Farm and Ranch Access and Tenure

posted July 23, 2009

there are some good findings here, courtesy of the University of Vermont’s FarmLASTS program.

P1020234

Farm and Ranch Access and Tenure: Draft Research Summary

Ownership

  • About two-thirds of the country’s farm asset wealth is held in real estate. Farmland ownership is concentrated; four percent of owners hold nearly half the land.
  • Agricultural land is increasingly in the hands of older owners (60 + years), with owners under 35 accounting for an increasingly smaller proportion. Fewer young people are entering into farming, and of these even fewer are able to purchase their own land to farm.
  • Seventy percent of farmland will change hands in next 20 years. Women owners are increasing; they may own up to 3/4 of farmland transferred in the next 2 decades.
  • Absentee ownership is increasing. Eighty-eight percent of farm landlords are not farm operators. Of all farm landlords, over 60% are over the age of 60 and 40% are over 70 years old. They own 44 percent of the nation’s farmland.
  • Investor ownership is increasing. In 2002, 34 percent of farmland owners in Iowa were investors, double the proportion in 1989.
  • In Western regions, water rights are integrally connected with land rights and must be considered in tandem. Water rights are treated similarly to rights to real property, and can be conveyed, mortgaged, and encumbered in the same manner.

Acquisition

  • Farm real estate values more than doubled from 2002-2008. In some areas, values are nearly ten times the national average.
  • Cost, competition and availability of land are major challenges for most beginning farmers as is finding suitable property. Housing availability and costs are also obstacles for many entrants.
  • Government subsidy programs inflate the cost of land. Much of the increase in government payments accrues to landlords in the form of higher rents.
  • Socially disadvantaged populations face additional challenges acquiring farmland. These include persistent discrimination, cultural and language barriers, and fractionated heir property.
  • Fewer entrants acquire farms from family members; more entrants come from non-farm backgrounds. “Traditional” succession —passing from older to younger generation within the family through purchase, gift, or inheritance—accounts for only about half of farmland acquisitions.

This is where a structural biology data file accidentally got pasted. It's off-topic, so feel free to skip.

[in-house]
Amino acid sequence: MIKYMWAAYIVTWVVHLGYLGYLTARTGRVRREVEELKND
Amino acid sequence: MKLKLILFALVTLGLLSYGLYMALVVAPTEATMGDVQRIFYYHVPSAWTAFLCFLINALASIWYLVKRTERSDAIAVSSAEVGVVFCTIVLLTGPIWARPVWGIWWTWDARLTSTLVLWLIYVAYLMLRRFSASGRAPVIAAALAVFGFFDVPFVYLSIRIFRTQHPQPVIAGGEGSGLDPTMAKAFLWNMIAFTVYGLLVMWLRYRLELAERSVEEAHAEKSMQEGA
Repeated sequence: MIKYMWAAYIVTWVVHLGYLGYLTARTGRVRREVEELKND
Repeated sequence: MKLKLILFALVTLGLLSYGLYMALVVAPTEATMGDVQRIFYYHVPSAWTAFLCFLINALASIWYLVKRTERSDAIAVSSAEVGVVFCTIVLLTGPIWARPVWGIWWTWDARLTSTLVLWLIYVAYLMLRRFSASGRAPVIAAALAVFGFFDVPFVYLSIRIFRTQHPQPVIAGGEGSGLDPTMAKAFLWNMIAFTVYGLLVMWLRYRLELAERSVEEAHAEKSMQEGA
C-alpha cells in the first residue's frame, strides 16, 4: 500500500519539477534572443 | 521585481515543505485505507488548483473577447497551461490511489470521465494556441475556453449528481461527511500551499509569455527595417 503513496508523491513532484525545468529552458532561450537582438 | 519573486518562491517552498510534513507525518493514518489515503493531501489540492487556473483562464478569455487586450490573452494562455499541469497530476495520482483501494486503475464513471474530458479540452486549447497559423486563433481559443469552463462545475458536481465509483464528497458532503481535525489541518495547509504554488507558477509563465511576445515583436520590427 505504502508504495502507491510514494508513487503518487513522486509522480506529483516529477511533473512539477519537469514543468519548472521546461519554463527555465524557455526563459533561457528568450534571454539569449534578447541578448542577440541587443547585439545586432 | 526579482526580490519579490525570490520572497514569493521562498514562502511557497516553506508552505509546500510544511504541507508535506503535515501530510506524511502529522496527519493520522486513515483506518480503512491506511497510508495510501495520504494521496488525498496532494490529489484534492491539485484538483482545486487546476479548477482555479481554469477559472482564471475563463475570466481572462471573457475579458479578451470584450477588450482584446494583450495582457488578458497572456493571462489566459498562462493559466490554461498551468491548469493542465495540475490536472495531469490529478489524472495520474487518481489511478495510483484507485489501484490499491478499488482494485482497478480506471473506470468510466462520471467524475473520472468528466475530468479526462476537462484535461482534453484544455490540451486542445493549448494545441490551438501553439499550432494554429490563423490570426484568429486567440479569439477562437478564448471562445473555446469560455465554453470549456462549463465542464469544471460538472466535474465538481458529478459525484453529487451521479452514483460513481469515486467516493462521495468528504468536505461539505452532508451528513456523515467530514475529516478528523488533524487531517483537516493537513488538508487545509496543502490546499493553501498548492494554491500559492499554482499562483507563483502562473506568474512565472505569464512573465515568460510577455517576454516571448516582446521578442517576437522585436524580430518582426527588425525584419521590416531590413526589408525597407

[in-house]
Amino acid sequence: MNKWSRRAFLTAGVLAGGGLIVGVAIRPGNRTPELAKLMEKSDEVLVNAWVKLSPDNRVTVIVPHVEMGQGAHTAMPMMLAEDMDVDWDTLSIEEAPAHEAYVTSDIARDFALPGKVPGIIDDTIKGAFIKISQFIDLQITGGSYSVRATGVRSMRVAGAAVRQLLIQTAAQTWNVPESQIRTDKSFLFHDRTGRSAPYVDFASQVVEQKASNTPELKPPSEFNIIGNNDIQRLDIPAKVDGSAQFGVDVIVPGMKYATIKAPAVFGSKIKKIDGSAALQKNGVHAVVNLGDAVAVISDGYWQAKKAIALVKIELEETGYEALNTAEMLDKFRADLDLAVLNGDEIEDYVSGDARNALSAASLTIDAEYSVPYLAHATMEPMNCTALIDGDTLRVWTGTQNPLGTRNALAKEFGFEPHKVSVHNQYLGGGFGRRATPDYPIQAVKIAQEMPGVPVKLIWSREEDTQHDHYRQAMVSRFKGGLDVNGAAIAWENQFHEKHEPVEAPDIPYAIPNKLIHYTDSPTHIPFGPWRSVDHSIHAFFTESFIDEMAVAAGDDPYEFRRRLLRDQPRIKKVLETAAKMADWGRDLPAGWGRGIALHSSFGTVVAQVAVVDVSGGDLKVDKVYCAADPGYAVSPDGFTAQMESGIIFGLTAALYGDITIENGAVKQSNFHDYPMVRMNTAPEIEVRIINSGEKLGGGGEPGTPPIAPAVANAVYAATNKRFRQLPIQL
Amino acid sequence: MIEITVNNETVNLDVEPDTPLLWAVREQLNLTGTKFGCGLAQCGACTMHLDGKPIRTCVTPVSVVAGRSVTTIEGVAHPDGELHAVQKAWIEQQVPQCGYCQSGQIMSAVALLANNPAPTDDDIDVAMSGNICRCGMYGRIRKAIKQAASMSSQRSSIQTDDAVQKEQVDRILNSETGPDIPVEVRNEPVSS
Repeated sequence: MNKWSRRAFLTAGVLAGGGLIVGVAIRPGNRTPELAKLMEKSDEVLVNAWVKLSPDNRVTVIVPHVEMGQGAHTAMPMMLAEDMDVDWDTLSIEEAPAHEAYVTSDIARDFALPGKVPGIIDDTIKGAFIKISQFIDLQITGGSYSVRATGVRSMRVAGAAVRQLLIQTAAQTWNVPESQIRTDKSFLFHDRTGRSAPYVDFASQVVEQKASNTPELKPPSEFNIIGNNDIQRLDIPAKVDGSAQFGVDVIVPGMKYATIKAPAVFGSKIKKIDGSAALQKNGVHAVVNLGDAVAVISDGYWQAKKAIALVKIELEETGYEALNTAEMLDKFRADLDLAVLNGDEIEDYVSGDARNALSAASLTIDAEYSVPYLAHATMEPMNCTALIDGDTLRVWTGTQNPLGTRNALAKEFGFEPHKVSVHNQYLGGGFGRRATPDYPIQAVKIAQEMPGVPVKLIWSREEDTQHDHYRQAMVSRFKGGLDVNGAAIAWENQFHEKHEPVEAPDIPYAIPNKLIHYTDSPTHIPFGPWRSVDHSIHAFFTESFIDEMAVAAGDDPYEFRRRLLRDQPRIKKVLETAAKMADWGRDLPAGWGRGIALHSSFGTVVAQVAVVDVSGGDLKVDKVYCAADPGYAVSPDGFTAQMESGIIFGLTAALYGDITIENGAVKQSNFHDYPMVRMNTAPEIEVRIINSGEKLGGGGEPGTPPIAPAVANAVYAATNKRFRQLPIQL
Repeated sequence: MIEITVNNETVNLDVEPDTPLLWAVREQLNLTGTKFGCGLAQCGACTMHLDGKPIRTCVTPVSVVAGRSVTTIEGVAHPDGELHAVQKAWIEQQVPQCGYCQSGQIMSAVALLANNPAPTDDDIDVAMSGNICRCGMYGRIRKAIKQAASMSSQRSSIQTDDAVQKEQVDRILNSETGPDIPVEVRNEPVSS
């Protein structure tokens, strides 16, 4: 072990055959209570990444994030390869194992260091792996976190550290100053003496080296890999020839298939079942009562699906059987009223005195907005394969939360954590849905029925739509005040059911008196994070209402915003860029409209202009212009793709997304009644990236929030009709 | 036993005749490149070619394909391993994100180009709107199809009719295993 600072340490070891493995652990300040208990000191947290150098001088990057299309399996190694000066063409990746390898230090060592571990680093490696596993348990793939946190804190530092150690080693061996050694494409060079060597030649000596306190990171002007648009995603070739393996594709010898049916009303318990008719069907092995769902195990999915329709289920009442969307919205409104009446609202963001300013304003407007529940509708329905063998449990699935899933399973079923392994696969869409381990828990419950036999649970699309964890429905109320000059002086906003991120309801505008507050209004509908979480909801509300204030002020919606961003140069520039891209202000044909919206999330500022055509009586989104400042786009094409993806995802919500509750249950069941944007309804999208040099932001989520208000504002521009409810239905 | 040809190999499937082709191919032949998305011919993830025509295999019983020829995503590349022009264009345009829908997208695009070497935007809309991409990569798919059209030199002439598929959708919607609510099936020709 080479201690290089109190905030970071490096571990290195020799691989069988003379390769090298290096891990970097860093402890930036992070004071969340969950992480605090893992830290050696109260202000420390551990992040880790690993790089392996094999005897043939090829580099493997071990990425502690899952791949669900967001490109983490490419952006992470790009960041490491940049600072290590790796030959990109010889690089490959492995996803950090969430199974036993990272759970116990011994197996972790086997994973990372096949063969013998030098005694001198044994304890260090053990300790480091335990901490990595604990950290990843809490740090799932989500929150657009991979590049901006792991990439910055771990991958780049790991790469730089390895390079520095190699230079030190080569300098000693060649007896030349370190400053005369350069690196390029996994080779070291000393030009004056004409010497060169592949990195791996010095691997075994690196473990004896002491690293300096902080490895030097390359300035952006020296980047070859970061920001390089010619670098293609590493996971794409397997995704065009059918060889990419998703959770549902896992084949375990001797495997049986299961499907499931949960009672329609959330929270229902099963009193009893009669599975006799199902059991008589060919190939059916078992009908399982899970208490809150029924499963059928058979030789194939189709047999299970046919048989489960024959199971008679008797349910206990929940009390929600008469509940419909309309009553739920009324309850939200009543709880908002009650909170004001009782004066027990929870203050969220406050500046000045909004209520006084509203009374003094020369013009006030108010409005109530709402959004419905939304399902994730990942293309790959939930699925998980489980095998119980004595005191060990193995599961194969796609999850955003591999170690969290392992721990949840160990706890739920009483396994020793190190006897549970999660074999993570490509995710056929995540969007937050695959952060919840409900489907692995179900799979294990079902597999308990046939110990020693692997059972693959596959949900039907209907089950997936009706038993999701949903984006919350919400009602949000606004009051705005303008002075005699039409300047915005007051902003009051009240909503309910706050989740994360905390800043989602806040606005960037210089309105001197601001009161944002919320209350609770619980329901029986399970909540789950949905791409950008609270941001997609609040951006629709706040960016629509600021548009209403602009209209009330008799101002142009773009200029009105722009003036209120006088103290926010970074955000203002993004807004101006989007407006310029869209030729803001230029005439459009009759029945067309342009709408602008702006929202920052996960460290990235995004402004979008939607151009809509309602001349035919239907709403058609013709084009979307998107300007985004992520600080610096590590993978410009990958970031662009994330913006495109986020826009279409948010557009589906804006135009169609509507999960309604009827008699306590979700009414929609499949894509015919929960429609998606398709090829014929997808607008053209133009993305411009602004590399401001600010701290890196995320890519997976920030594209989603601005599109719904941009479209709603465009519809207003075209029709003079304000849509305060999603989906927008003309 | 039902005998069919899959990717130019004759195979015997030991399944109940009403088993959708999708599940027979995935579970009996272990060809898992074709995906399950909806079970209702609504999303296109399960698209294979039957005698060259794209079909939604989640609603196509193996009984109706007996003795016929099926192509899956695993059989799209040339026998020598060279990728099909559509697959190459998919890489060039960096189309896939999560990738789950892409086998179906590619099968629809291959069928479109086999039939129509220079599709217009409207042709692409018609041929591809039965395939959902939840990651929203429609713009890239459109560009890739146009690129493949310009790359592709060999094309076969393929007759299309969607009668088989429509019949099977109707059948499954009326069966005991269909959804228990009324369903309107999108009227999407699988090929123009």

• Despite government loan programs, many beginning farmers report not being able to secure loans for real estate. Only 3 percent of land buyers were new farmers.

Tenancy and Landlords

  • Tenancy has always constituted a significant percentage of farm tenure. Since 1950s there has been an increase in partial and full tenancy. Full ownership tends to be more associated with smaller farms.
  • Farm tenancy not inherently bad. Under the right conditions, farm rental can offer beginning and other farmers a flexible, lower-cost alternative to purchasing land.
  • Nearly one-third of principal operators rent some or all the land they farm. In general, young farm entrants generally own fewer acres than they rent.
  • From 2000 to 2008, national average cash rents for cropland increased by 37 percent.
  • Nationally, eighty-eight percent of farm landlords are non-operators, owning 40% of U.S. farmland. They are a varied demographic including: public (Federal, state, county, municipality; private (absentee and resident non-farming, widows and daughters, socially conscious and other investors); and institutional (religious, educational, intentional communities, land trusts) owners. The vast majority of land transfers and farm succession will happen in the private sector.
  • Most rental agreements are short-term, usually annual. At least a third are verbal, and there is a strong culture and bodies of law regarding oral leases . Short-term agreements are inherently insecure and discourage investment. Cash leases are three times more common than share leases, with the proportion growing.